Human Immunodeficiency Virus is a spherical virus that is covered with spikes, which allows it to lock onto CD4 cells. CD4 cells are white blood cells that move around the body, detecting faults and anomalies in other cells as well as infections. HIV then enters CD4 cells to make new copies of itself. Over time, CD4 cells are killed by HIV, and the body’s ability to recognize and fight infections begins to decline.
A person with HIV has progressed to AIDS when the number of their CD4 cells fall below 200 cells per cubic millimeter of blood. A healthy individual has CD4 counts between 500 to 1,600 cells per cubic millimeter. AIDS patients will develop one or more opportunistic infections. The risk of HIV progressing to AIDS varies widely between individuals and depends on many factors such as age, presence of other infections, and the body’s ability to defend against HIV.
HIV infection will not cause further illness for some time. This period is known as the asymptomatic phase.
However, around 80% of infected people develop flu-like symptoms known as acute retroviral syndrome. Symptoms include fever, chills, sore throat, joint pain, muscle aches, and enlarged glands. These symptoms might be the result of the immune system fighting viruses.
After the symptoms of the acute retroviral syndrome, HIV symptoms might not occur for many years. A person with HIV often experiences no symptoms and appears healthy. During this time, the virus continues to destroy CD4 cells.
In time, without medication, the person becomes vulnerable to serious illness. This stage is known as stage 3 HIV or AIDS. AIDS symptoms include blurred vision, diarrhea, fever, dry cough, night sweats, and white spots on tongue or mouth. Opportunistic infections, infections that pose serious health risks once the immune system is weakened, also occur, such as Tuberculosis.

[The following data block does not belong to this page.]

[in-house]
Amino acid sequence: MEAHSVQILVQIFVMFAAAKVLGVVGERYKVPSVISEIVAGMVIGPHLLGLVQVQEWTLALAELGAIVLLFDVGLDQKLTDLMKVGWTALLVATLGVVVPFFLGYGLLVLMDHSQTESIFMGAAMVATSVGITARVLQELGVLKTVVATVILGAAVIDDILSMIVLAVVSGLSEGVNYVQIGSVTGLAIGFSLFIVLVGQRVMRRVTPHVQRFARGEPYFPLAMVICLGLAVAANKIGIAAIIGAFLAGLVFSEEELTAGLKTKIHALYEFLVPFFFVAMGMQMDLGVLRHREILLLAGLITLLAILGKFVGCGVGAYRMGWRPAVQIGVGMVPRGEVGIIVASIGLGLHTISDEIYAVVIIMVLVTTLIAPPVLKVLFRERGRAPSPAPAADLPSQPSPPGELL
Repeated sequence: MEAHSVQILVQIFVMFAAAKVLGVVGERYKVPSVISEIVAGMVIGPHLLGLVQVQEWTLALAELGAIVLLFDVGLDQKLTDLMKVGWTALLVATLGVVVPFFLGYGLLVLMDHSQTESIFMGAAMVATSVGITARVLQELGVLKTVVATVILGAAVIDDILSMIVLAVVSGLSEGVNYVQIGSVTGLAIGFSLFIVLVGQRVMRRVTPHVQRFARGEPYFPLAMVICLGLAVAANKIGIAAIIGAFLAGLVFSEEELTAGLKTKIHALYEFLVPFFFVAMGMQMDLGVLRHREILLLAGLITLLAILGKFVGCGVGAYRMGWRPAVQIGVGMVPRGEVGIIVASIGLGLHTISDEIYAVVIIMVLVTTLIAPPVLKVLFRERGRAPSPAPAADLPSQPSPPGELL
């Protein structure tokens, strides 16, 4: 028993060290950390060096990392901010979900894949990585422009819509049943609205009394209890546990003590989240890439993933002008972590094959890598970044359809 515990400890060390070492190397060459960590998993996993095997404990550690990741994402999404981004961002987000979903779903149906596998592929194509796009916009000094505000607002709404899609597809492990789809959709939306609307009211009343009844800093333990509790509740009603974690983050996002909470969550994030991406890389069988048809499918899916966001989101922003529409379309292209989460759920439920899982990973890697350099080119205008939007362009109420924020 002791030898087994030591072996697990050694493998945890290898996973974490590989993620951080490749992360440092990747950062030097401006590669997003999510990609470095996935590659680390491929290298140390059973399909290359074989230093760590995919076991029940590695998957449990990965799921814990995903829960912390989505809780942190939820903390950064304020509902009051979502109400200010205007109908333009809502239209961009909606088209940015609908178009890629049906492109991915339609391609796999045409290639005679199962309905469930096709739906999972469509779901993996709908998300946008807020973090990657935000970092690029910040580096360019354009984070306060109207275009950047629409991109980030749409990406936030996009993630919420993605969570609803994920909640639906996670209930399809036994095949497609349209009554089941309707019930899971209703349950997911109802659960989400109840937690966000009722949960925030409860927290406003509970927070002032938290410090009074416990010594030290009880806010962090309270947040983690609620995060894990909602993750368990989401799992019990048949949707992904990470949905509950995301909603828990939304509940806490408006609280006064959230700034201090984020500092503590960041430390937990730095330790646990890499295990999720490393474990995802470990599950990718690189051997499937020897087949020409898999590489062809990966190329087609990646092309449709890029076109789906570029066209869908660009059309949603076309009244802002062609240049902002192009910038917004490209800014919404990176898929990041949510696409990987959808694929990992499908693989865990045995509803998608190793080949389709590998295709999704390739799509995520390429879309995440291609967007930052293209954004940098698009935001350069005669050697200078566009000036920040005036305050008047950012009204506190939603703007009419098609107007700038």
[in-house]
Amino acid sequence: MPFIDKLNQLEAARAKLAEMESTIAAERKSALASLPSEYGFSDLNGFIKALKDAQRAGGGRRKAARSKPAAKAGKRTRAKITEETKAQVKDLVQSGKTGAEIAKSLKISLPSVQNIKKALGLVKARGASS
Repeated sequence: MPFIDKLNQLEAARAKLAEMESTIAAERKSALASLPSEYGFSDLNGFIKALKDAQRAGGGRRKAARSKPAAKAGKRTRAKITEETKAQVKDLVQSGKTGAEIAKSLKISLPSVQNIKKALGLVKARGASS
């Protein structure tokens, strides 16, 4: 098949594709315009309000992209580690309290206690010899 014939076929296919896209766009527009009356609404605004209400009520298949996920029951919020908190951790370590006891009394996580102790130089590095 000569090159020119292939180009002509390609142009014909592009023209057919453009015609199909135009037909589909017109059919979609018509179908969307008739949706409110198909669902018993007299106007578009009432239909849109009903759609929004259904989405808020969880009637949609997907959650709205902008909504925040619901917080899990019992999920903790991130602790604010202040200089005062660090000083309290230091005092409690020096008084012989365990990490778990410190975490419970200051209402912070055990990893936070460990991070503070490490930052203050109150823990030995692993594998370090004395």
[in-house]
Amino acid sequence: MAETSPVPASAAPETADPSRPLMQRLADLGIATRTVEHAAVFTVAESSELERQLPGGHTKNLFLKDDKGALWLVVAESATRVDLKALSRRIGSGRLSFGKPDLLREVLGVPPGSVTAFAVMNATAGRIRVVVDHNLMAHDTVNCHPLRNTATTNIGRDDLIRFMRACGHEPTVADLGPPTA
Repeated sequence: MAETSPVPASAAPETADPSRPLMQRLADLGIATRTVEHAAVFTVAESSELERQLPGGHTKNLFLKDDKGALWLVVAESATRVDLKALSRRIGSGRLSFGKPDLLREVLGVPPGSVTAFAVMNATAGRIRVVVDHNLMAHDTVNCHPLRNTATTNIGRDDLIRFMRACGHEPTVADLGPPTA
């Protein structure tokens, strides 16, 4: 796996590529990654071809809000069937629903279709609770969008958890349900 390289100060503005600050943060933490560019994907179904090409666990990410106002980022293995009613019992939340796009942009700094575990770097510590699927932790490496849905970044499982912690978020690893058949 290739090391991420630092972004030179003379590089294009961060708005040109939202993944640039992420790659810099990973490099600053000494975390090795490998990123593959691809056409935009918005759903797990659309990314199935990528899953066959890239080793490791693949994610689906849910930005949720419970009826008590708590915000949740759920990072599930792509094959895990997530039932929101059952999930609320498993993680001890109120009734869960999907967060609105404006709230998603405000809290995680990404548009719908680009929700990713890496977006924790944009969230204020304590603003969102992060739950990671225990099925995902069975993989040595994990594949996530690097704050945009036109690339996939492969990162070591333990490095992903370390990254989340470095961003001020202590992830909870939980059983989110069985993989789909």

Transmission and Fighting HIV
People transmit HIV in bodily fluids such as blood, semen, vaginal secretions, and breast milk. HIV can also be transmitted from a mother to her child during pregnancy and delivery.
People can reduce the risk of getting infected by the correct and consistent use of male and female condoms. Medical male circumcision also helps prevent transmission. And taking precautions on using injecting equipment such as needles and syringes will help prevent getting infected.
Currently, there is no cure available for HIV or AIDS. The human body can’t get rid of HIV so once you have HIV, you have it for life. However, HIV can be suppressed by a combination of ART (antiretroviral therapy). ART is usually a combination of three or several antiviral drugs. People with HIV taking ART can live long and healthy lives and prevent transmitting HIV to their sexual partners.
From the year 2000 to 2018, HIV infection fell by 37%, and HIV-related deaths fell by 45%, with 13.6 million lives saved due to ART.
At the end of 2018, there are approximately 37.9 million people living with HIV. It continues to be a major global public health issue, claiming more than 32 million lives so far. But with the increasing effective HIV prevention, treatment, and care, the infection has become a manageable condition.